Orlando Magic: J.R. Smith
The Orlando Magic likely won't retain Jason Richardson. He will want a bigger contract than the Magic will be able to offer, because of Dwight Howard's free agency coming up next summer.
The Magic should set their sights on J.R. Smith, who has the skills of a younger Jason Richardson, but without quite the consistency Richardson has shown. Smith has never fully been trusted in Denver, so a change of location could do wonders for his confidence.
The Magic could remain unchanged this offseason, or they can give Howard some real reasons to stay.
Philadelphia 76ers: Tyson Chandler
Another team, and yet another fit for Tyson Chandler.
The Philadelphia 76ers showed the world that they wouldn't go down without a fight, stealing a game from the Miami Heat in the first round of the playoffs. The most impressive part of this is that they did it without a true advantage at any spot other than, possibly, point guard.
The Sixers would have been better off if they had a true presence in the paint.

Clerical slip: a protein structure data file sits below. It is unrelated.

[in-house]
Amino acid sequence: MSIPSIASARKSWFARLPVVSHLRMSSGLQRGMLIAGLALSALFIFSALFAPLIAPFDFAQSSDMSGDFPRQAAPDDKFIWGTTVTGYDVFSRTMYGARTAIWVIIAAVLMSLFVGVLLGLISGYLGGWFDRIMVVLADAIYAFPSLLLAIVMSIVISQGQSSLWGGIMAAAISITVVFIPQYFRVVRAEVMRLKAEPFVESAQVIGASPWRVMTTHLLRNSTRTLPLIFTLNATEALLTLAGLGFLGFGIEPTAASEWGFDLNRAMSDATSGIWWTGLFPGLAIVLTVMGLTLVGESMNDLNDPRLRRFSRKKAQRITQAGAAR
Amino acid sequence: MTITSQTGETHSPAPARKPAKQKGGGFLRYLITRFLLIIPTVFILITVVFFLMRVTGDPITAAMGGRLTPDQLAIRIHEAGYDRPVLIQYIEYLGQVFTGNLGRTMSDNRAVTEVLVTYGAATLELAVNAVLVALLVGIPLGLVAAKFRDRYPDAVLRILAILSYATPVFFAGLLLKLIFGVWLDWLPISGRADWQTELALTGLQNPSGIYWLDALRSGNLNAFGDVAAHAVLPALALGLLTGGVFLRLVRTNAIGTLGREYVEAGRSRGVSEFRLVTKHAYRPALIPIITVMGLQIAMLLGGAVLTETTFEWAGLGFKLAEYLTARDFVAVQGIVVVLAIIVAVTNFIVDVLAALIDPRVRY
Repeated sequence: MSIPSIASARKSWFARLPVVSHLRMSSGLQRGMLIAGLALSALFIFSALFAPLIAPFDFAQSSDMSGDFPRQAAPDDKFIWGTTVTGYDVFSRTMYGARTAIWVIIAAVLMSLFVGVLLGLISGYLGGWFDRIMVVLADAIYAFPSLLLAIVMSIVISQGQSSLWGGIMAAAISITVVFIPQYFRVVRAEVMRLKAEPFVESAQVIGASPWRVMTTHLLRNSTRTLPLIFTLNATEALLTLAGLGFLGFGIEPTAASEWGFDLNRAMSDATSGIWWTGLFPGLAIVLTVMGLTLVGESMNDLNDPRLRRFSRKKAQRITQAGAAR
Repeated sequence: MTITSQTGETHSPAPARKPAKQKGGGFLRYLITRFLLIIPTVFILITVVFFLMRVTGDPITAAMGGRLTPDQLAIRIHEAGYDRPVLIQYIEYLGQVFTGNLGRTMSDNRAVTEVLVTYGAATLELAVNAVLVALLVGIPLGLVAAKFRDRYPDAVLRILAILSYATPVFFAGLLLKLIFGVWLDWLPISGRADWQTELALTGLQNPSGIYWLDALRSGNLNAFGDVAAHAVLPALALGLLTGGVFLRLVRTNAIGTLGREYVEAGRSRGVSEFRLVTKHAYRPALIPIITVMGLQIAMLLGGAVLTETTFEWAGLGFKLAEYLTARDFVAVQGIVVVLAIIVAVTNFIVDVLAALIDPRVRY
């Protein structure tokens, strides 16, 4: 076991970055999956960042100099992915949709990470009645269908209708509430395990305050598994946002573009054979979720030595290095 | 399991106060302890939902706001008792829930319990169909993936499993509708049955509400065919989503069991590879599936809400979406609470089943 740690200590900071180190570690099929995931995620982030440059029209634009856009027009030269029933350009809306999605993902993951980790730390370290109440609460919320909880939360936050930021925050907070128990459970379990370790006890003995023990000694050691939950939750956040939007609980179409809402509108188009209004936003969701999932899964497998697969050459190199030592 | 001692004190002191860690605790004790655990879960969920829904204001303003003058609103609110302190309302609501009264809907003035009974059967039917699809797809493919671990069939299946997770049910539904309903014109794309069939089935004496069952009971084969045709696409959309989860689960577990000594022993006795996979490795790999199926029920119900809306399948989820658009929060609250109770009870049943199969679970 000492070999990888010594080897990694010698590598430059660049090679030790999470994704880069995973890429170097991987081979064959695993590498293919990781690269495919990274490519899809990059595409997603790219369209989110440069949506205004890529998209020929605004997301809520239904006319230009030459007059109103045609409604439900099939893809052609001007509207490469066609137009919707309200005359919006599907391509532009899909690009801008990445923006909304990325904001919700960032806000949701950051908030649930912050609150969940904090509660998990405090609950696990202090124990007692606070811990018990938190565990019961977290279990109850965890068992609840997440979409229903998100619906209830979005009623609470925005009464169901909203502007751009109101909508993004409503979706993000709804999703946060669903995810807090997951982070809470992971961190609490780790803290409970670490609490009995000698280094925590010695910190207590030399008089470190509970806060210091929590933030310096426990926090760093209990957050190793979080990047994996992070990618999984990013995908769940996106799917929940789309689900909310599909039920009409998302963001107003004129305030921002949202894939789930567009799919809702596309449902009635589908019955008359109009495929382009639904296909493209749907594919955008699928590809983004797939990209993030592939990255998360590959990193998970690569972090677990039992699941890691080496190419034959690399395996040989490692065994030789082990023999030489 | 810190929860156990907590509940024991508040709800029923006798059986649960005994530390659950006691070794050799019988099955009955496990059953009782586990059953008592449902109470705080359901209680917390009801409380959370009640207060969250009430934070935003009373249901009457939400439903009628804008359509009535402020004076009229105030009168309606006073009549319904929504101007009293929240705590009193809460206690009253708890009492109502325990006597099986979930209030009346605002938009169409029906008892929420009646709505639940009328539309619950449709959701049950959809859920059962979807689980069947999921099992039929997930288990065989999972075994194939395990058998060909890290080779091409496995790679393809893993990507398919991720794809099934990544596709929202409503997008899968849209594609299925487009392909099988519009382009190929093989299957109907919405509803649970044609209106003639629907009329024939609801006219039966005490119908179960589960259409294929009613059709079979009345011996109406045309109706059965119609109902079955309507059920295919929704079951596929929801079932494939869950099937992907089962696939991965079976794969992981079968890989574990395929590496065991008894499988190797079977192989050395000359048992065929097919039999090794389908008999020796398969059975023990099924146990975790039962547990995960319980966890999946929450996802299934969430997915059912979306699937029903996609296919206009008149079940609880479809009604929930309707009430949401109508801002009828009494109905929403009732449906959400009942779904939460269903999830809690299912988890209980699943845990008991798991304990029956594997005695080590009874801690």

Chandler would be a noticeable improvement from Spencer Hawes. The 2011-12 Sixers would be more of a threat than the 2010-11 Sixers.
Phoenix Suns: Tayshaun Prince
The Phoenix Suns always seem to need more help on defense.
Grant Hill is a shutdown defender, and they still allowed over 105 points each outing. The team's run-and-gun style gives their opposition more looks at the basket, resulting in more points each game.
It seems as if the Suns could make some serious changes this offseason, starting with the way they run their offense. If Steve Nash is sent out of Phoenix, I'm sure the Suns won't be running as much as they do now.
Tayshaun Prince could help the transition, as he's used to a slower half-court offense. Prince can also defend the ball with great confidence because of his length.
The addition of Prince greatly depends on what the Suns are looking to do next season.
Portland Trail Blazers: Samuel Dalembert